International Association for Cryptologic Research

International Association
for Cryptologic Research


Nicolai Müller


PROLEAD_SW: Probing-Based Software Leakage Detection for ARM Binaries
Jannik Zeitschner Nicolai Müller Amir Moradi
A decisive contribution to the all-embracing protection of cryptographic software, especially on embedded devices, is the protection against Side-Channel Analysis (SCA) attacks. Masking countermeasures can usually be integrated into the software during the design phase. In theory, this should provide reliable protection against such physical attacks. However, the correct application of masking is a non-trivial task that often causes even experts to make mistakes. In addition to human-caused errors, micro-architectural Central Processing Unit (CPU) effects can lead even a seemingly theoretically correct implementation to fail to satisfy the desired level of security in practice. This originates from different components of< the underlying CPU which complicates the tracing of leakage back to a particular source and hence avoids making general and device-independent statements about its security.PROLEAD has recently been presented at CHES 2022 and has originally been developed as a simulation-based tool to evaluate masked hardware designs. In this work, we adapt PROLEAD for the evaluation of masked software, and enable the transfer of the already known benefits of PROLEAD into the software world. These include (1) evaluation of larger designs compared to the state of the art, e.g. a full Advanced Encryption Standard (AES) masked implementation, and (2) formal verification under our new generic leakage model for CPUs. Concretely, we formalize leakages, observed across different CPU architectures, into a generic abstraction model that includes all these leakages and is therefore independent of a specific CPU design. Our resulting tool PROLEAD_SW allows to provide a formal statement on the security based on the derived generic model. As a concrete result, using PROLEAD_SW we evaluated the security of several publicly available masked software implementations in our new generic leakage model and reveal multiple vulnerabilities.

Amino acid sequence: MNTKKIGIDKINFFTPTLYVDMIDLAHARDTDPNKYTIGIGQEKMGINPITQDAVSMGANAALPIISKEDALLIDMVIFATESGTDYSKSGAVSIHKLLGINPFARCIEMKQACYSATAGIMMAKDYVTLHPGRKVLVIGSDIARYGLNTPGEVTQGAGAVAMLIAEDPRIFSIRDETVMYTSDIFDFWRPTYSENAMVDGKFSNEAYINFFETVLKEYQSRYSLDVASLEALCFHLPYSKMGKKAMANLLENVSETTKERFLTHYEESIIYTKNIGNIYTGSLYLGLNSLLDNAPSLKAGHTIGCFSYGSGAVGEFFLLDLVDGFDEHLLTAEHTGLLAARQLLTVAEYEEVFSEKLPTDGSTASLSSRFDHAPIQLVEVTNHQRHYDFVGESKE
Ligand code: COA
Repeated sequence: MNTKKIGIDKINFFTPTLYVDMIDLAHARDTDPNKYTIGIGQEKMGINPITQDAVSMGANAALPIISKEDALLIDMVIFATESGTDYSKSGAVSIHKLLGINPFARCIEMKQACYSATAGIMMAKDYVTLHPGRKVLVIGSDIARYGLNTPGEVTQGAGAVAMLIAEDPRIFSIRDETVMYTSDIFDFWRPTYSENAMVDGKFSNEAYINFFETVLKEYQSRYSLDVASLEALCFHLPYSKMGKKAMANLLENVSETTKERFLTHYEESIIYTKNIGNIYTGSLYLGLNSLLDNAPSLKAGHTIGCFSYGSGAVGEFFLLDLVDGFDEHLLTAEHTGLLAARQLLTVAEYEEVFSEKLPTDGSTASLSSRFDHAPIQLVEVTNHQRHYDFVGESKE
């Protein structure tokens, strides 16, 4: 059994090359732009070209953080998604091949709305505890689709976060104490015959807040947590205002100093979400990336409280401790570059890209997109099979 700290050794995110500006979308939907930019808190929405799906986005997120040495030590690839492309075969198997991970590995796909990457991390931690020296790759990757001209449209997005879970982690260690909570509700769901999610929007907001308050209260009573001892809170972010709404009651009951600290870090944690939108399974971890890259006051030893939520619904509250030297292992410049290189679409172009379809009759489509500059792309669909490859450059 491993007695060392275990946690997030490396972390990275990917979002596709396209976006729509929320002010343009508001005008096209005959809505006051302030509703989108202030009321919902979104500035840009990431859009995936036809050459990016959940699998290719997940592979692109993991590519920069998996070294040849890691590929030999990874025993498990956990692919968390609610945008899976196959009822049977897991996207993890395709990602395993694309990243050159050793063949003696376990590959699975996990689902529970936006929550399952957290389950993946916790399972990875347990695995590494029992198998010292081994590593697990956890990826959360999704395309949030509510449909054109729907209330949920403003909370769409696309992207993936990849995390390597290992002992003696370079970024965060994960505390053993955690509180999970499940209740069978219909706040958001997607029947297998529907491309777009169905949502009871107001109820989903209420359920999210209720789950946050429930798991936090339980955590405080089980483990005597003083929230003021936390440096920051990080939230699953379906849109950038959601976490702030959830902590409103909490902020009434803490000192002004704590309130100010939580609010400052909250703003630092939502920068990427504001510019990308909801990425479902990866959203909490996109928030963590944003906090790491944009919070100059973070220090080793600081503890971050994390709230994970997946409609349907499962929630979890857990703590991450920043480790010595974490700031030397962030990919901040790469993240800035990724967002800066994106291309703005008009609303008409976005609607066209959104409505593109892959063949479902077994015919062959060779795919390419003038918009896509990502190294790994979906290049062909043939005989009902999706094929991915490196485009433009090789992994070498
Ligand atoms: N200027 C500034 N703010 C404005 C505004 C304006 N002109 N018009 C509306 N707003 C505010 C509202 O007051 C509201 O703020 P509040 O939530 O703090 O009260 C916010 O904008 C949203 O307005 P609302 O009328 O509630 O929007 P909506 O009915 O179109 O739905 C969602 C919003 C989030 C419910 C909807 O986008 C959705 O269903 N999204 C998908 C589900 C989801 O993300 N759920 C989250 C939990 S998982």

Automated Generation of Masked Hardware
Masking has been recognized as a sound and secure countermeasure for cryptographic implementations, protecting against physical side-channel attacks. Even though many different masking schemes have been presented over time, design and implementation of protected cryptographic Integrated Circuits (ICs) remains a challenging task. More specifically, correct and efficient implementation usually requires manual interactions accompanied by longstanding experience in hardware design and physical security. To this end, design and implementation of masked hardware often proves to be an error-prone task for engineers and practitioners. As a result, our novel tool for automated generation of masked hardware (AGEMA) allows even inexperienced engineers and hardware designers to create secure and efficient masked cryptograhic circuits originating from an unprotected design. More precisely, exploiting the concepts of Probe-Isolating Non-Interference (PINI) for secure composition of masked circuits, our tool provides various processing techniques to transform an unprotected design into a secure one, eventually accelerating and safeguarding the process of masking cryptographic hardware. Ultimately, we evaluate our tool in several case studies, emphasizing different trade-offs for the transformation techniques with respect to common performance metrics, such as latency, area, andrandomness.
Transitional Leakage in Theory and Practice: Unveiling Security Flaws in Masked Circuits